# Biology Cell HW Packet

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```					                              Biology Cell Packet

Name __________________________________Hour _____

HW Packet due September 11

Due:_______________
Cell Size    Data Table                                         0 1 2
Questions                                    0 1 2 3 4 5
Graph                                            0 1 2 3

Focus TEST                                                0 1 2 3 4 5

HW           Due:
Questions 1-6                                       0 1 23
Questions 7-10                                     0 1 2 3

Textbook
Questions on page 114
#2, #5, #8 & #20                                0 1 2 3 4

_______ / 25 possible points
Cell Size Lab 2
(from Biology: Living Systems, pg. 120-121)

Introduction: Cells are limited in how large they can be. This is because the surface
area and volume ratio does not stay the same as their size increases. Because of this, it
is harder for a large cell to pass materials in and out of the membrane, and to move
materials through the cell.

In this lab, you will determine the size of plant and animal cells. Your teacher will
supply a millimeter ruler and a variety of plant and animal cells. You can measure the
diameter of the field of view under low power with your millimeter ruler. It will be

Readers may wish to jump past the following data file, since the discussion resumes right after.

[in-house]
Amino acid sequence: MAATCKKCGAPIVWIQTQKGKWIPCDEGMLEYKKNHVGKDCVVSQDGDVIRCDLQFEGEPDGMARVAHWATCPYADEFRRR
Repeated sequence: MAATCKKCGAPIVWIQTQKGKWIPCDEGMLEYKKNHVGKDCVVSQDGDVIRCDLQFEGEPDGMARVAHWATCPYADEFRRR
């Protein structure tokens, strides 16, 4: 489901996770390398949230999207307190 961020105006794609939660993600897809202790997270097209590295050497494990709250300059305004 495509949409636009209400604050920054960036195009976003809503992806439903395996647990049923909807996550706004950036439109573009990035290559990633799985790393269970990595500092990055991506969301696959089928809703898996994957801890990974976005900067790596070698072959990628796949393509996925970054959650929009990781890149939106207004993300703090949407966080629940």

easier for you to make your measurements in millimeters. However, because cells are

Hint:      1000 micrometers (m)= 1 millimeter (mm).

Problem: How big are cells?

Hypothesis: What is your group’s hypothesis?

(Remember, a hypothesis isn’t just a guess – you should have a reason for you
statement.)

Materials: Microscope
Ruler
Slides of plant and animal cells
Calculator

Procedure:
1. Take out your microscope and properly set it up as we did in the previous labs.
2. Set your microscope to LOW power.
3. Record the Eyepiece and Objective magnification in Table 1.
4. Mathematically, determine the Overall magnification.
5. Use your ruler to measure the diameter of the field of view in millimeters. Record
6. Convert the diameter in millimeters to micrometers. Record your answer in Table 1.
7. Repeat steps 2 and 3 for MEDIUM and HIGH power.
8. Obtain a slide and estimate the number of cells in the field of view.
1             2             3

9. The size of each cell can be determined using the following equation:

(field of View diameter) /(# of cells)

10. Use your math skills to determine the estimated cells of each individual cell in

Data and Observations:

TABLE 1. Measuring the field of view

Setting      Eyepiece         Objective         Overall          Field of       Field of
magnificat      magnificatio     magnificatio        View           View
ion               n               n             Diameter       Diameter
(mm)           (m)
SUPER            10x              2x                              5 mm
LOW
LOW
MEDIUM
HIGH
TABLE 2. Estimating the size of cells

Cell Type             Microscope               # of cells          Estimated Cell
Setting                                       Size (m)
Mosquito wing               Super Low                  500

Analysis and Conclusions:

Prepare a graph that shows the relationship of cell type (X-axis) to cell size (Y-axis). Be
sure to include a title, key, and labeled axis (X and Y) on your graph. Neatness counts.

Answer the following questions using complete sentences. I will be really
impressed if you use what you know about cells and cell parts to answer
them.

1. What was the average size of the animal cells you measured? What was the average
size of the plant cells you measured?
2. Which are larger, plant or animal cells? Does the data support your hypothesis?
Make some educated guesses about why this type of cell would be the largest.